New Age Technologies: A Boon To The Dairy Industry

March 16, 2019

Samarth Setia / Business World


Indian dairy industry works mainly on the procurement. Taking an average of two cows each, farmers are main suppliers of milk milk brands and large cooperatives. Most of the major brands we know are processors and not milk producers.

With large scale farms being set up by businesses as well as besoming producers by owning cattle, the dairy industry is going through several major changes. By roles adopting of both producers and suppliers, they are getting an edge by having complete control over the milk efficiency, quality and production.

Boutique farms having capital and cattle, implementation of technology is the only factor required to make it a profitable business . Certain aspects of management of farm if handled via technology is cost reducing and increasing the efficiency of operations. Such as:

The Health of the Cattle

High yielding cattle depends entirely on their health. So to track the health of a several cattle’s at a farm is difficult, to make it easy trackers available in the market same way as smart watches work. These trackers also monitor heart rate as well as other vital signs of the cow. By analyzing their movement patterns some trackers can also track the heat period and other aspects. An overview of health reports are available with the veterinarians who help in quick response.

Anomalies in Milk Production

Radio Frequency Identification (RFID), Near Field Communication and Bluetooth Low Energy (BLE) are examples of technologies used to track the health of cows. Animals are given an unique identification number helping track animal’s production and understanding health patterns. Such technologies as well as the hardware installed at farms, for example milking parlors, are able to identify cows or buffalo’s. After identification, milk production matched with production history and standard patterns in order to identify and understand anomalies. Identifying such anomalies help dairies to increase production efficiency and reduce losses.

Field to Yield Impact 

Fodder plays a vital role in production of milk, because of its direct impact on the taste and quality of milk. Feed constitutes main cost in a dairy’s operation. Therefore, it is important to make sure good quality feed ensuring a better yield in both quality and quantity. In India milk processors pay the producers on the basis of the fat level meaning higher the content of fat, more the payout. The dairy farms have to document such aspects of yield and feed to get required information as well as higher understanding of feed to yield impact.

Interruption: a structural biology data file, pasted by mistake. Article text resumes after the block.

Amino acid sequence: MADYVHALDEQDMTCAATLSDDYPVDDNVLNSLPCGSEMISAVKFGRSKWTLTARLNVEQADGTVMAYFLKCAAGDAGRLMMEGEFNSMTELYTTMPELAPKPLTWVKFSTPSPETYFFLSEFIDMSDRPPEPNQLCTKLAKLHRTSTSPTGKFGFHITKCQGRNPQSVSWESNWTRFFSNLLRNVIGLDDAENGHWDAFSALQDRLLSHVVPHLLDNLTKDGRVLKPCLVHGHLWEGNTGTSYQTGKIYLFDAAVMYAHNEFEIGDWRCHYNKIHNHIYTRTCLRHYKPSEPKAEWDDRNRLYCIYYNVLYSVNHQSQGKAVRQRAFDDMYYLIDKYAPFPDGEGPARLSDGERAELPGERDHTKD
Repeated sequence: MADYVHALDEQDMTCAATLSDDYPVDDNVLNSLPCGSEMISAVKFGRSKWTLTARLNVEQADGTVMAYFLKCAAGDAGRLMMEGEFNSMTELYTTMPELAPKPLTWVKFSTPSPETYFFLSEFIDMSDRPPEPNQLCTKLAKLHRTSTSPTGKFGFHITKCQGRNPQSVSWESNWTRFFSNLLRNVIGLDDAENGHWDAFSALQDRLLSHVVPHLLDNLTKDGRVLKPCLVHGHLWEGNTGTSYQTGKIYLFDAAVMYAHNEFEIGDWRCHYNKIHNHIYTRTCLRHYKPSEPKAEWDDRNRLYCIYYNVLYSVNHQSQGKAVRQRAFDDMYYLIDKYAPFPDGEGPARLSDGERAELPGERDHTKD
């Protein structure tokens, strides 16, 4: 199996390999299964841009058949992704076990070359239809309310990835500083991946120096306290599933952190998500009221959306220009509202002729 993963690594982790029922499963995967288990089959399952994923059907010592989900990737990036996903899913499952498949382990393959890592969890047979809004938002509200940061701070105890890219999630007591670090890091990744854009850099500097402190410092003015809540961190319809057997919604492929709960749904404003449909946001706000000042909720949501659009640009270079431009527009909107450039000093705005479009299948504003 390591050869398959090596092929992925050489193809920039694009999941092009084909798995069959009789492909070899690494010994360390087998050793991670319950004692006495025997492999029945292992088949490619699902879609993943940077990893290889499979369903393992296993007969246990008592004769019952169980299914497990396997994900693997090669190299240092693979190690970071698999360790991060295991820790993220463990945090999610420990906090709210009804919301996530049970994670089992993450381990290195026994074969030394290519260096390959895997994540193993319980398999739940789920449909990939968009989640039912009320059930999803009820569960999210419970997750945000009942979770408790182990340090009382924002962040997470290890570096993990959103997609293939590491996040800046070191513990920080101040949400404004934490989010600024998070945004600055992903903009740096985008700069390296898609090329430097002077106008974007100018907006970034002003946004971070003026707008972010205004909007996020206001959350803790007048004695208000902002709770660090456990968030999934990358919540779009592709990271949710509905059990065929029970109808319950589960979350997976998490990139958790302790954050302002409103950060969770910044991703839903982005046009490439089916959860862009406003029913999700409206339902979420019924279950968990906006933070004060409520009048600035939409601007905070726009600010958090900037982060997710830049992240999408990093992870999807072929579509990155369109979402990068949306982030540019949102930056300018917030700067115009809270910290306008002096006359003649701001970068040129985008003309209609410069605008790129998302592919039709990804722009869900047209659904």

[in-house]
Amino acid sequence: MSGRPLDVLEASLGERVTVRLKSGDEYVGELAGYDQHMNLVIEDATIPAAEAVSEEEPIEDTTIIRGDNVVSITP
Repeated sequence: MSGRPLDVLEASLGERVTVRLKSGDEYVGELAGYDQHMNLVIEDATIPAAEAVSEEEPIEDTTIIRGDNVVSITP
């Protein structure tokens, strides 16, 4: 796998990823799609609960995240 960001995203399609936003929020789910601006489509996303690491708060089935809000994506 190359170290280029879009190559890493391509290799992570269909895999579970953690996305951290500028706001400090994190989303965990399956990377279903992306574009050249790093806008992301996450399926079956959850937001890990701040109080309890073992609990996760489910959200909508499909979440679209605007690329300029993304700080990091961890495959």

Product Lifecycle Tracking

A big difference can be made by tracking the lifecycle of milk. In case of value added products the margins for milk processors are higher to the market and the quantity that comes back – within expiry range. Milk returned while still in expiry range can be converted to other dairy products like, paneer, ghee, curd, buttermilk, etc. reducing the losses and also adding to the profit margin. Therefore tracking the product lifecycle, for eg tracking retailers having products about to expire as well as collecting them timely, with the help of an alert system can make huge difference.

Last Mile Delivery

Last mile delivery includes dropping off milk either to the retailer or to the house hold (in case of B2C). Both B2C and B2B deliveries require management of cold chain to avoid spoilt products and also to maintain quality. Tracking of logistics and route optimization along with temperature reporting are some simple options to do the same. In many cases, the pouches develop leaks, while the bottles and the crates used get damaged, leading to losses. These losses are not entirely avoidable, but understanding the root cause or identifying the problem areas can help in corrective measures being taken. The first step to solving a problem is recognizing that there is one.


Disclaimer: The views expressed in the article above are those of the authors’ and do not necessarily represent or reflect the views of this publishing house. Unless otherwise noted, the author is writing in his/her personal capacity. They are not intended and should not be thought to represent official ideas, attitudes, or policies of any agency or institution.

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